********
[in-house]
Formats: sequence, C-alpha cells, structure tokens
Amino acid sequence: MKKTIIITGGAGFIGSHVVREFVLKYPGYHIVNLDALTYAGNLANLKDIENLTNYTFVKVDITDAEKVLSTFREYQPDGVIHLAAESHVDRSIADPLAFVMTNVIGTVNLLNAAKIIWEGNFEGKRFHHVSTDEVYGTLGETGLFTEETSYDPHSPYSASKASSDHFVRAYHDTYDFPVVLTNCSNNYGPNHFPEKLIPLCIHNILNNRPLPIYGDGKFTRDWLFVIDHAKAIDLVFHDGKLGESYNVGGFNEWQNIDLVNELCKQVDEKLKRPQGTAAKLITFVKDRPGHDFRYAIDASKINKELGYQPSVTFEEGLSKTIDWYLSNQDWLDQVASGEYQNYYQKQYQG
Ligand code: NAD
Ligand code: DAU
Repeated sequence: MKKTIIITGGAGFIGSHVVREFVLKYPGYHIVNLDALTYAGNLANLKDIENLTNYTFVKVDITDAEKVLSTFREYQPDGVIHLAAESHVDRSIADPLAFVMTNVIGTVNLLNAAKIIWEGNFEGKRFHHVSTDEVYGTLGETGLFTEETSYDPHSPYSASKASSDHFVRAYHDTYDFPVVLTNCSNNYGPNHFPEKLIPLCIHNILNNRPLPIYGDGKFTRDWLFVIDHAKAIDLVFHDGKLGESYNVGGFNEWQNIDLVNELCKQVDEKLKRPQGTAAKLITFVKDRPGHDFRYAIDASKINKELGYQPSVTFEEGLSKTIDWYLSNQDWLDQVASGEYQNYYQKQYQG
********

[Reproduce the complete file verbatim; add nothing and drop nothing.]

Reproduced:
[in-house]
Formats: sequence, C-alpha cells, structure tokens
Amino acid sequence: MKKTIIITGGAGFIGSHVVREFVLKYPGYHIVNLDALTYAGNLANLKDIENLTNYTFVKVDITDAEKVLSTFREYQPDGVIHLAAESHVDRSIADPLAFVMTNVIGTVNLLNAAKIIWEGNFEGKRFHHVSTDEVYGTLGETGLFTEETSYDPHSPYSASKASSDHFVRAYHDTYDFPVVLTNCSNNYGPNHFPEKLIPLCIHNILNNRPLPIYGDGKFTRDWLFVIDHAKAIDLVFHDGKLGESYNVGGFNEWQNIDLVNELCKQVDEKLKRPQGTAAKLITFVKDRPGHDFRYAIDASKINKELGYQPSVTFEEGLSKTIDWYLSNQDWLDQVASGEYQNYYQKQYQG
Ligand code: NAD
Ligand code: DAU
Repeated sequence: MKKTIIITGGAGFIGSHVVREFVLKYPGYHIVNLDALTYAGNLANLKDIENLTNYTFVKVDITDAEKVLSTFREYQPDGVIHLAAESHVDRSIADPLAFVMTNVIGTVNLLNAAKIIWEGNFEGKRFHHVSTDEVYGTLGETGLFTEETSYDPHSPYSASKASSDHFVRAYHDTYDFPVVLTNCSNNYGPNHFPEKLIPLCIHNILNNRPLPIYGDGKFTRDWLFVIDHAKAIDLVFHDGKLGESYNVGGFNEWQNIDLVNELCKQVDEKLKRPQGTAAKLITFVKDRPGHDFRYAIDASKINKELGYQPSVTFEEGLSKTIDWYLSNQDWLDQVASGEYQNYYQKQYQG